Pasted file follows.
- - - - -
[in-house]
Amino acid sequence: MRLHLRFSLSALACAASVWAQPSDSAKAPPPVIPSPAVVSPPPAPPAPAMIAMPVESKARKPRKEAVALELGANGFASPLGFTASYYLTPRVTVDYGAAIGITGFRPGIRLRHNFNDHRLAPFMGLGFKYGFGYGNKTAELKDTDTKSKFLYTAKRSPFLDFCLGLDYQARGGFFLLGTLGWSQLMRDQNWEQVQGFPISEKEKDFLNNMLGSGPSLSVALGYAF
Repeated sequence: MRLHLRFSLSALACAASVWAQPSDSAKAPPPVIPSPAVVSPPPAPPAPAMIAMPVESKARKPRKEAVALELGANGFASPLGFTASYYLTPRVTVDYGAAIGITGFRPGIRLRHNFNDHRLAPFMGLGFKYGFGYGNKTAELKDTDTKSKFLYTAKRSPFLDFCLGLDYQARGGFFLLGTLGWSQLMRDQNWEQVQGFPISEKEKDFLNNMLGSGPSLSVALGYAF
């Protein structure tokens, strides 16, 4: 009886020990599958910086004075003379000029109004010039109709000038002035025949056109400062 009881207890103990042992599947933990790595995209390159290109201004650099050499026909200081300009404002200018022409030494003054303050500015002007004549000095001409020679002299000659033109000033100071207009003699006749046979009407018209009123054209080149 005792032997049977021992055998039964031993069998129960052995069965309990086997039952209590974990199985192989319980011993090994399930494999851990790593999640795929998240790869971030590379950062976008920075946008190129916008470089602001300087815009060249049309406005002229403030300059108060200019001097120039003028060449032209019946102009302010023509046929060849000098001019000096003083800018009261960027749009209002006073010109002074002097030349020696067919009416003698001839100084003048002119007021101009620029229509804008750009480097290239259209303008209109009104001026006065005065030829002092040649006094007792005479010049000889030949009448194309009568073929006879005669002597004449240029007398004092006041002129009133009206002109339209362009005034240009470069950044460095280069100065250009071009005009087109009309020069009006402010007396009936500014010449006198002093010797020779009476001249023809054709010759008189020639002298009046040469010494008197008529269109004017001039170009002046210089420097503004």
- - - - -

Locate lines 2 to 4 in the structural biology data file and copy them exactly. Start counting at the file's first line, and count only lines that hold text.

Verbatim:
Amino acid sequence: MRLHLRFSLSALACAASVWAQPSDSAKAPPPVIPSPAVVSPPPAPPAPAMIAMPVESKARKPRKEAVALELGANGFASPLGFTASYYLTPRVTVDYGAAIGITGFRPGIRLRHNFNDHRLAPFMGLGFKYGFGYGNKTAELKDTDTKSKFLYTAKRSPFLDFCLGLDYQARGGFFLLGTLGWSQLMRDQNWEQVQGFPISEKEKDFLNNMLGSGPSLSVALGYAF
Repeated sequence: MRLHLRFSLSALACAASVWAQPSDSAKAPPPVIPSPAVVSPPPAPPAPAMIAMPVESKARKPRKEAVALELGANGFASPLGFTASYYLTPRVTVDYGAAIGITGFRPGIRLRHNFNDHRLAPFMGLGFKYGFGYGNKTAELKDTDTKSKFLYTAKRSPFLDFCLGLDYQARGGFFLLGTLGWSQLMRDQNWEQVQGFPISEKEKDFLNNMLGSGPSLSVALGYAF
């Protein structure tokens, strides 16, 4: 009886020990599958910086004075003379000029109004010039109709000038002035025949056109400062 009881207890103990042992599947933990790595995209390159290109201004650099050499026909200081300009404002200018022409030494003054303050500015002007004549000095001409020679002299000659033109000033100071207009003699006749046979009407018209009123054209080149 005792032997049977021992055998039964031993069998129960052995069965309990086997039952209590974990199985192989319980011993090994399930494999851990790593999640795929998240790869971030590379950062976008920075946008190129916008470089602001300087815009060249049309406005002229403030300059108060200019001097120039003028060449032209019946102009302010023509046929060849000098001019000096003083800018009261960027749009209002006073010109002074002097030349020696067919009416003698001839100084003048002119007021101009620029229509804008750009480097290239259209303008209109009104001026006065005065030829002092040649006094007792005479010049000889030949009448194309009568073929006879005669002597004449240029007398004092006041002129009133009206002109339209362009005034240009470069950044460095280069100065250009071009005009087109009309020069009006402010007396009936500014010449006198002093010797020779009476001249023809054709010759008189020639002298009046040469010494008197008529269109004017001039170009002046210089420097503004």